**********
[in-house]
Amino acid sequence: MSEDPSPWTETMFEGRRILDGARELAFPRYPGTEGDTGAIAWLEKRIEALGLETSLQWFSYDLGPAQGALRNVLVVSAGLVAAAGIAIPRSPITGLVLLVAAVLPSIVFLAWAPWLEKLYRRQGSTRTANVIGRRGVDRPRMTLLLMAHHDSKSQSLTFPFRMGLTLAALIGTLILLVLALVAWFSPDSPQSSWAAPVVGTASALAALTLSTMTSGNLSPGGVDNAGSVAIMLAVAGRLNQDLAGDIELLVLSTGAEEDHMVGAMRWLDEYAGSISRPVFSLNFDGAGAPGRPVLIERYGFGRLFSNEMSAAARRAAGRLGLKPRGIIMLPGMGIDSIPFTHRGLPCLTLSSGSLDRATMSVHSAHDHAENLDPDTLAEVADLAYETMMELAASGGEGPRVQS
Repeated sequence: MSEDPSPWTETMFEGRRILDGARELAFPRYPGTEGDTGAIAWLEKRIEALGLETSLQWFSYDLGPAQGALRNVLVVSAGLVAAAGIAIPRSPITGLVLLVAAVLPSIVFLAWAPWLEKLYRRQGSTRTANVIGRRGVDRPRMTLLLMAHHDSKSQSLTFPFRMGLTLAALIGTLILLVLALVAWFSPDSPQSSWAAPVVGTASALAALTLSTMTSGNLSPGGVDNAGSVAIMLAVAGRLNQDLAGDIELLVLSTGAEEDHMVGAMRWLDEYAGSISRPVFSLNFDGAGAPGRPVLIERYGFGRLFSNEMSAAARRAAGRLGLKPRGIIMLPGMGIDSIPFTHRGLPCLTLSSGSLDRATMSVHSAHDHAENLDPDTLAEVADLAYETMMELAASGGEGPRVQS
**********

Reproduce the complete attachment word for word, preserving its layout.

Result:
[in-house]
Amino acid sequence: MSEDPSPWTETMFEGRRILDGARELAFPRYPGTEGDTGAIAWLEKRIEALGLETSLQWFSYDLGPAQGALRNVLVVSAGLVAAAGIAIPRSPITGLVLLVAAVLPSIVFLAWAPWLEKLYRRQGSTRTANVIGRRGVDRPRMTLLLMAHHDSKSQSLTFPFRMGLTLAALIGTLILLVLALVAWFSPDSPQSSWAAPVVGTASALAALTLSTMTSGNLSPGGVDNAGSVAIMLAVAGRLNQDLAGDIELLVLSTGAEEDHMVGAMRWLDEYAGSISRPVFSLNFDGAGAPGRPVLIERYGFGRLFSNEMSAAARRAAGRLGLKPRGIIMLPGMGIDSIPFTHRGLPCLTLSSGSLDRATMSVHSAHDHAENLDPDTLAEVADLAYETMMELAASGGEGPRVQS
Repeated sequence: MSEDPSPWTETMFEGRRILDGARELAFPRYPGTEGDTGAIAWLEKRIEALGLETSLQWFSYDLGPAQGALRNVLVVSAGLVAAAGIAIPRSPITGLVLLVAAVLPSIVFLAWAPWLEKLYRRQGSTRTANVIGRRGVDRPRMTLLLMAHHDSKSQSLTFPFRMGLTLAALIGTLILLVLALVAWFSPDSPQSSWAAPVVGTASALAALTLSTMTSGNLSPGGVDNAGSVAIMLAVAGRLNQDLAGDIELLVLSTGAEEDHMVGAMRWLDEYAGSISRPVFSLNFDGAGAPGRPVLIERYGFGRLFSNEMSAAARRAAGRLGLKPRGIIMLPGMGIDSIPFTHRGLPCLTLSSGSLDRATMSVHSAHDHAENLDPDTLAEVADLAYETMMELAASGGEGPRVQS